1. Patrol Bureau. Commissioner Tolbert congratulated Deputy Chief Karl Oakman on being named KCKPD’s new Chief of Police.  Deputy Chief Oakman spoke about recent community events throughout the patrol divisions.

Deputy Chief Oakman presented the Monthly Crime Summary for March 2021.  He noted that homicides were up in March 2021, but assaults, burglaries, and robberies were trending down. He advised that response times are slightly up, and will likely continue to increase due to the staffing shortage.  He advised that Shoal Creek, North Patrol, and South Patrol will feel the effects of the staffing shortage first, and then it will move into the inner city.   

Deputy Chief Oakman presented the Traffic Summary for the month of April 2021.  He noted that total traffic citations are down; however, parking tickets increased from last month.  He noted that the Department is still actively recruiting parking control officers since they are funded through an initiative.  Total citations in April 2021 totaled 9,044 compared to 9,770 in April 2020.  The average number of citations per stop in the month of April by Traffic Enforcement Officers was 1.47. 

Deputy Chief Oakman advised that there have been 20 fatal vehicular accidents to-date in 2021, compared to 24 at this same time last year.  Of the 20 fatalities, 70 percent were males and 69 percent were not wearing a seatbelt.  A majority of the fatal accidents have occurred on Saturday evenings into Sunday mornings between 8:00 p.m. and 4:00 a.m.  Drugs and alcohol have contributed to 25 percent of this year’s fatality accidents. 

In response to a question, Deputy Chief Oakman advised that training to become a parking control officer takes approximately six weeks.  Parking control officers have to be familiar with City ordinances, radio procedures, geography, and driving.  More information on careers in Parking Control can be found at www.careers.kcpd.org.

  1. Office of the General Counsel. General Counsel Jenny Atterbury presented the Private Officer Licensing Unit Monthly Report for April 2021.  In the month of April, there were 41 private officer license suspensions, seven license denials, and zero license revocations.

            Ms. Atterbury presented the following Private Officer License appeals:

  1. Private Officer License Appeal, Eagle Eye Security.  A memorandum dated April 7, 2021, was presented to recommend upholding the March 8, 2021 fine and probation of Eagle Eye Security.  The basis of the denial is outlined in Title 17 of the Code of State Regulations, Section 10-2.050(5)(A), which stipulates in part, that “Private security and proprietary private investigator licenses are required for each of the following: Any individual providing private security services or proprietary private investigative services within the city whether for a licensed private security company or otherwise.”  Title 17 of the Code of State Regulations 10-2.060(8)(G) states, “The chief of police or his/her designee may impose a fine, order probation, order suspension, or revoke a license of any company granted under Section 84.720 of the Revised Statutes of Missouri pursuant to the procedures set forth in section (10) of this rule, when there exists information that licensee or, if the licensee is an organization, any of its officers, directors, partners, or associates has, failed to meet the standards as set our herein.”  Mr. Kenneth Class of Eagle Eye Security was working private security with an expired license on February 25, 2021.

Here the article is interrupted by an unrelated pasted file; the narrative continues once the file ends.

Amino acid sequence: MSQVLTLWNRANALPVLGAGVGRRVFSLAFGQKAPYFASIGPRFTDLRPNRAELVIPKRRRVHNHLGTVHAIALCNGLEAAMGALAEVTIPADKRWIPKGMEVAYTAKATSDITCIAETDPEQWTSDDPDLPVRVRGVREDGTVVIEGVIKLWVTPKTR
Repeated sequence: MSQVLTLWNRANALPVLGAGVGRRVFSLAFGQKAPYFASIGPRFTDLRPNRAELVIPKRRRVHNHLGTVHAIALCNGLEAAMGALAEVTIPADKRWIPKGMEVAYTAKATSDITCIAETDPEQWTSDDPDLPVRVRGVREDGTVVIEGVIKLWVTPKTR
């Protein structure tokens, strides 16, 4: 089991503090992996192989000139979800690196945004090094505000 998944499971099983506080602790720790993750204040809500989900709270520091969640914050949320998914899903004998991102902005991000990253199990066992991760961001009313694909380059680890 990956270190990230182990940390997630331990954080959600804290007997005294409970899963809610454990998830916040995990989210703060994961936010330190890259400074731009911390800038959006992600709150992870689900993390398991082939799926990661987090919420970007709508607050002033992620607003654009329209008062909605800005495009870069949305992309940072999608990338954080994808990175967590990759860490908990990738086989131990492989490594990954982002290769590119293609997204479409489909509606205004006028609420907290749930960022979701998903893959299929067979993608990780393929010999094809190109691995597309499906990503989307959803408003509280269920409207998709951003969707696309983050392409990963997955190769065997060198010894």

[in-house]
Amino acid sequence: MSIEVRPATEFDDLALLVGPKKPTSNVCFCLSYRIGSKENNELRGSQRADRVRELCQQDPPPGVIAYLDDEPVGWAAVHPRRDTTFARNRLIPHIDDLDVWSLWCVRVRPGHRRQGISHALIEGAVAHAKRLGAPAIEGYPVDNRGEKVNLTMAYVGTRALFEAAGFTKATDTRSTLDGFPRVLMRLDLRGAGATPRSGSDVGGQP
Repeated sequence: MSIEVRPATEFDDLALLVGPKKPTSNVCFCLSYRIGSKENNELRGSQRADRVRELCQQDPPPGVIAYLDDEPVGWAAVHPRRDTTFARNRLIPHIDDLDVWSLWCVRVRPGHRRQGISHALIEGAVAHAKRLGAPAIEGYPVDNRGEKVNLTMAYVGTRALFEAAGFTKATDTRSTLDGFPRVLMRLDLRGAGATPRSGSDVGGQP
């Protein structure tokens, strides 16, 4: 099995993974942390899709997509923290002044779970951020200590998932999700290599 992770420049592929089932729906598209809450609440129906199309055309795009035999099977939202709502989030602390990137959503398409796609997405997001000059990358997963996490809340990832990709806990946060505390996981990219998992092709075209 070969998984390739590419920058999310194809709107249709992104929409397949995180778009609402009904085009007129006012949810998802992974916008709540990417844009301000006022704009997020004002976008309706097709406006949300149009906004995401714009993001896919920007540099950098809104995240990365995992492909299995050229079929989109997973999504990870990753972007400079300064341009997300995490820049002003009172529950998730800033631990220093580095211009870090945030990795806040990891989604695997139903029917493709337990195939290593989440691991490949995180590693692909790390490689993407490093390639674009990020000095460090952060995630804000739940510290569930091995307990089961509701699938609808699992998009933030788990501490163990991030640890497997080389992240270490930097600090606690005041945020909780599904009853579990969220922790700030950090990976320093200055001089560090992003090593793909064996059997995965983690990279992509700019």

A motion was made by Commissioner Garrett, with a second by Commissioner Dean, to reduce the fine from $1,000 to $500.  The vote was 4-0 in favor.  

  1. Private Officer License Appeal, Ross Dress For Less.  A memorandum dated April 7, 2021, was presented to recommend upholding the March 8, 2021 fine and probation of Ross Dress for Less (Ross).   The basis of the denial is outlined in Title 17 of the Code of State Regulations, Section 10-2.050(5)(A), which stipulates in part, that “Private security and proprietary private investigator licenses are required for each of the following: Any individual providing private security services or proprietary private investigative services within the city whether for a licensed private security company or otherwise.”  Title 17 of the Code of State Regulations 10-2.060(8)(G) states, “The chief of police or his/her designee may impose a fine, order probation, order suspension, or revoke a license of any company granted under Section 84.720 of the Revised Statutes of Missouri pursuant to the procedures set forth in section (10) of this rule, when there exists information that licensee or, if the licensee is an organization, any of its officers, directors, partners, or associates has, failed to meet the standards as set our herein.”  During a field inspection of Ross on February 18, 2021, Ms. Lana Muritok identified herself as a loss prevention officer.  Ms. Muritok was not licensed to perform any private security services.